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A group of Arkansas landowners sued Lawrence County, alleging that a bridge constructed by the county had caused their farms to flood, constituting an unlawful taking of their properties without just compensation, in violation of the U.S. and Arkansas Constitutions. The landowners claimed that the bridge acted as a dam, forcing excessive water into the Cache River, which then spilled onto their farms. They presented expert testimony to support their claims and sought damages based on the fair rental value of their properties during the period of the alleged taking.The district court upheld a jury award of nearly $350,000 to the landowners but rejected their request for an order to tear down the bridge. The county appealed the damages award, arguing that the landowners had failed to offer sufficient evidence of damages since they did not calculate the value of crops actually lost. The landowners cross-appealed the denial of their request for injunctive relief.The United States Court of Appeals for the Eighth Circuit affirmed the district court's decision on the damages award, holding that the evidence permitted the jury to make a fair and reasonable approximation of damages. The court found that the landowners were not obliged to prove damages by providing evidence of the amount of crops they expected to grow versus the amount of crops they actually grew due to increased flooding. Instead, they were entitled to recover the fair rental value of the property during the period of the taking.However, the court vacated the district court's order denying injunctive relief and remanded for the court to give the landowners' request a more focused consideration. The court found that the district court had relied heavily on the law of standing, which was not at issue, and had ventured into areas that had little bearing on a proper evaluation of the request for injunctive relief. View "Watkins v. Lawrence County, Arkansas" on Justia Law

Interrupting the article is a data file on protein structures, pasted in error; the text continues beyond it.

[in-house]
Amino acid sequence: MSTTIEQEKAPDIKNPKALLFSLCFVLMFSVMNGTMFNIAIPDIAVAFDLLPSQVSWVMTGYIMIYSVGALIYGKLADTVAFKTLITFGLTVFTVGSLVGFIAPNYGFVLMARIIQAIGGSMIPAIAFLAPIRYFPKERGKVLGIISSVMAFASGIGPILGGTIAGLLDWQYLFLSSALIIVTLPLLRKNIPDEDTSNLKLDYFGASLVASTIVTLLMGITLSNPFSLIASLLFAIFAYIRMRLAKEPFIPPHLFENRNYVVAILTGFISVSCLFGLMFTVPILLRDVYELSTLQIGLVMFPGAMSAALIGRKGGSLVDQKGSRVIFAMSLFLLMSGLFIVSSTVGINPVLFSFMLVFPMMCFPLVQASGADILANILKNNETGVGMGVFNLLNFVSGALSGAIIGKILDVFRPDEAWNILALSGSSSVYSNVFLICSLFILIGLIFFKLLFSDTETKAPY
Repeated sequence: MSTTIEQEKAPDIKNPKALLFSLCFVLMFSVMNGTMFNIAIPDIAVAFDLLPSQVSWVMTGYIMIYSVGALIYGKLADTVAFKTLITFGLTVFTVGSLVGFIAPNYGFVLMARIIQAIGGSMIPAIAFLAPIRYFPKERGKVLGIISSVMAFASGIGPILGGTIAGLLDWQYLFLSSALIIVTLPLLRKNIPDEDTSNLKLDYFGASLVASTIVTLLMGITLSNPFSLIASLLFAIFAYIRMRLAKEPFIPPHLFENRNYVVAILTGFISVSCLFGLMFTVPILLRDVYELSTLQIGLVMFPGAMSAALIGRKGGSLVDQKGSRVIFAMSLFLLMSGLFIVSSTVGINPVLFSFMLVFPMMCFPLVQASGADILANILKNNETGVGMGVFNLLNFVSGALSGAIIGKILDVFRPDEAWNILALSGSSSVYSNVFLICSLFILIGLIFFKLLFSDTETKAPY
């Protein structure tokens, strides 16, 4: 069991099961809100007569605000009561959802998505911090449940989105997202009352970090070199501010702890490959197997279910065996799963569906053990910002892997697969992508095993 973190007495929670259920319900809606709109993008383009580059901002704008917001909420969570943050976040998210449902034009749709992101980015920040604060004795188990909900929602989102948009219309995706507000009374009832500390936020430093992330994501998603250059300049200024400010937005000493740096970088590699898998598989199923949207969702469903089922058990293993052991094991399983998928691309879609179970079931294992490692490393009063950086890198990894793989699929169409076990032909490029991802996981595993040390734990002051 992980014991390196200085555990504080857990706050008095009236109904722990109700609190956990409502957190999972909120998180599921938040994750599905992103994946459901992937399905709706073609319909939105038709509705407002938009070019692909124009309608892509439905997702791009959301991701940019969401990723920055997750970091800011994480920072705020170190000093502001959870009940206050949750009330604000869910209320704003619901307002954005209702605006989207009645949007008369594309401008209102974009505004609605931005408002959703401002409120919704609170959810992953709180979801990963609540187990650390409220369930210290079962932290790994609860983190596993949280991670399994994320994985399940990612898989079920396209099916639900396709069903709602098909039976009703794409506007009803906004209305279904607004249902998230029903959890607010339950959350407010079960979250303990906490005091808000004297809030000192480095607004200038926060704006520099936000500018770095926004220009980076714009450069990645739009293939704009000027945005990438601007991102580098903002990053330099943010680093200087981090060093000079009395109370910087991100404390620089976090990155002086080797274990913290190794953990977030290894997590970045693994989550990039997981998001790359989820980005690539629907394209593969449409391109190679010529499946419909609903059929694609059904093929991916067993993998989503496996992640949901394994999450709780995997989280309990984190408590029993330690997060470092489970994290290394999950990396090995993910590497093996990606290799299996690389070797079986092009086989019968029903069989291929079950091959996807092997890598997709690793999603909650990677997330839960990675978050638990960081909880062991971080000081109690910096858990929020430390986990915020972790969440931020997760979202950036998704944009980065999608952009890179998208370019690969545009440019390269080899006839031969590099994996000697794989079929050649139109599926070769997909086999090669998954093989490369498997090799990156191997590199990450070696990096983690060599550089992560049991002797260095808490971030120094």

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Cory Sessler, a religious preacher, and his group were preaching loudly at a commercial festival in Davenport, Iowa. The festival was held in a fenced-off area of the city's downtown streets and sidewalks, which were typically considered a "traditional public forum". However, during the festival, pedestrian access was controlled and vendors had rented spaces to sell goods. Sessler and his group, who were not paying vendors, were asked by police officers to relocate outside the fences due to complaints from nearby vendors. Sessler later sued the officers and the city, alleging a violation of his First Amendment rights.The district court denied Sessler's request for a preliminary injunction, a decision which was affirmed by the appellate court. After discovery, the district court granted summary judgment to the defendants, concluding that the officers did not violate Sessler's rights and that they were protected by qualified immunity. The court also granted summary judgment to the city on the official-policy claims.The United States Court of Appeals for the Eighth Circuit agreed that qualified immunity applied to the claims against the officers. The court found that it was unclear whether the fenced-off city streets and sidewalks remained a "traditional public forum" or served as a less-protected "limited public forum" during the festival. The court also found that no reasonable trier of fact could conclude that the officers' actions were anything but content neutral or that such actions were unreasonable. The court affirmed the judgment of the district court. View "Sessler v. City of Davenport, Iowa" on Justia Law